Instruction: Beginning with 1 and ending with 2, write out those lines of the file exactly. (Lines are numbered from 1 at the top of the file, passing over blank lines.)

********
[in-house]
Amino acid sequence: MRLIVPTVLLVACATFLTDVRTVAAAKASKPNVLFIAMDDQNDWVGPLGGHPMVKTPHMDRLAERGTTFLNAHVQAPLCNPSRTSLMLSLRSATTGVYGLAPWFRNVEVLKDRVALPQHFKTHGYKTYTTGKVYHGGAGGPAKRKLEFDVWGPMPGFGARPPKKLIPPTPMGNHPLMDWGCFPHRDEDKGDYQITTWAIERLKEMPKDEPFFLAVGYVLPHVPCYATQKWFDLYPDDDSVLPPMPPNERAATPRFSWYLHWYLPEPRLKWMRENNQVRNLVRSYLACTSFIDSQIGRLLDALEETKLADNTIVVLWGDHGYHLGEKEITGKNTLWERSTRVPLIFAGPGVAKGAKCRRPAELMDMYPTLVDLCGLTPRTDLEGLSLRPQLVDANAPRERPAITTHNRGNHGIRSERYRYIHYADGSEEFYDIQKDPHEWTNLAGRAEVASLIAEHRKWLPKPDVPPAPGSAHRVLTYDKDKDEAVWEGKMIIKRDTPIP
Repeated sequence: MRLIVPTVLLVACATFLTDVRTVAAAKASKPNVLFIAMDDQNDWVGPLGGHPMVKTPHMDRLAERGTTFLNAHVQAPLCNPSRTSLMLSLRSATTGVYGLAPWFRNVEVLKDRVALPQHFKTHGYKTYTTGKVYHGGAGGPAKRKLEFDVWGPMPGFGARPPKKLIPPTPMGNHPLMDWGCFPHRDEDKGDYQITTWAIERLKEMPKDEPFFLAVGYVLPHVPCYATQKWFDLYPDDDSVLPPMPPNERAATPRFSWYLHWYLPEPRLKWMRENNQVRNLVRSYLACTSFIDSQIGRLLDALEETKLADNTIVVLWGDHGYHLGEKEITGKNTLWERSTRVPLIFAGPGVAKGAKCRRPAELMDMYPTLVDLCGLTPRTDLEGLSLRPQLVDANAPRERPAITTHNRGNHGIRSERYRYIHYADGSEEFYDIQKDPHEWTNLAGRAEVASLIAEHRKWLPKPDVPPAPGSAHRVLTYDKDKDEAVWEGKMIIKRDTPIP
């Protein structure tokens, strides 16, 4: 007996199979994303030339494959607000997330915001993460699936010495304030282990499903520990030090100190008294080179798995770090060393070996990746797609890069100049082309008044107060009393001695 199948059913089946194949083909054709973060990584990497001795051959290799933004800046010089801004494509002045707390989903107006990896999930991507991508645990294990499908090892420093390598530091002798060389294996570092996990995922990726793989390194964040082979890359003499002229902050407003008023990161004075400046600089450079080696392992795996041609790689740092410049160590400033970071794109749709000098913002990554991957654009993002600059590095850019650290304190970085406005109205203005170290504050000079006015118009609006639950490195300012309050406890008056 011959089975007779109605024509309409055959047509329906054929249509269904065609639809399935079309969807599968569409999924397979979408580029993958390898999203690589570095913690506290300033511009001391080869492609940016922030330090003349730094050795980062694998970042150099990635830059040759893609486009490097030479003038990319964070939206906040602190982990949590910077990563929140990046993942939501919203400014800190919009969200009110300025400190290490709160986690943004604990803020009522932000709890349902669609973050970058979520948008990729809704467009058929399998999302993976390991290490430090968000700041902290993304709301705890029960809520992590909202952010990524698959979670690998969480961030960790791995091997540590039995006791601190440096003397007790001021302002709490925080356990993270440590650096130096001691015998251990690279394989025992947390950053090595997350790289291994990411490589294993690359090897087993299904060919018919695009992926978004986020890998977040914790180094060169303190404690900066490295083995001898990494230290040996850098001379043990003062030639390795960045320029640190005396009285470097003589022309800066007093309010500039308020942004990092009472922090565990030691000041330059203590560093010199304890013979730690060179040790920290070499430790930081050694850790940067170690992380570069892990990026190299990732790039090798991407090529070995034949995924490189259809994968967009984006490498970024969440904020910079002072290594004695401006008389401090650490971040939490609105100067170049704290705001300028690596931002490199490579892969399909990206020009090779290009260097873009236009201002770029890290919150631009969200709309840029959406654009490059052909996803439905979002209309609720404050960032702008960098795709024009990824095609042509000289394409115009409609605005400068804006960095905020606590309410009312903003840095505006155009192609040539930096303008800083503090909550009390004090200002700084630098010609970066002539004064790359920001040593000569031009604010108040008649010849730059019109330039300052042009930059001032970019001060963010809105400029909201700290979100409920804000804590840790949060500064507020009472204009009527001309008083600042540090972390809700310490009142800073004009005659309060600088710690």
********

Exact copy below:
[in-house]
Amino acid sequence: MRLIVPTVLLVACATFLTDVRTVAAAKASKPNVLFIAMDDQNDWVGPLGGHPMVKTPHMDRLAERGTTFLNAHVQAPLCNPSRTSLMLSLRSATTGVYGLAPWFRNVEVLKDRVALPQHFKTHGYKTYTTGKVYHGGAGGPAKRKLEFDVWGPMPGFGARPPKKLIPPTPMGNHPLMDWGCFPHRDEDKGDYQITTWAIERLKEMPKDEPFFLAVGYVLPHVPCYATQKWFDLYPDDDSVLPPMPPNERAATPRFSWYLHWYLPEPRLKWMRENNQVRNLVRSYLACTSFIDSQIGRLLDALEETKLADNTIVVLWGDHGYHLGEKEITGKNTLWERSTRVPLIFAGPGVAKGAKCRRPAELMDMYPTLVDLCGLTPRTDLEGLSLRPQLVDANAPRERPAITTHNRGNHGIRSERYRYIHYADGSEEFYDIQKDPHEWTNLAGRAEVASLIAEHRKWLPKPDVPPAPGSAHRVLTYDKDKDEAVWEGKMIIKRDTPIP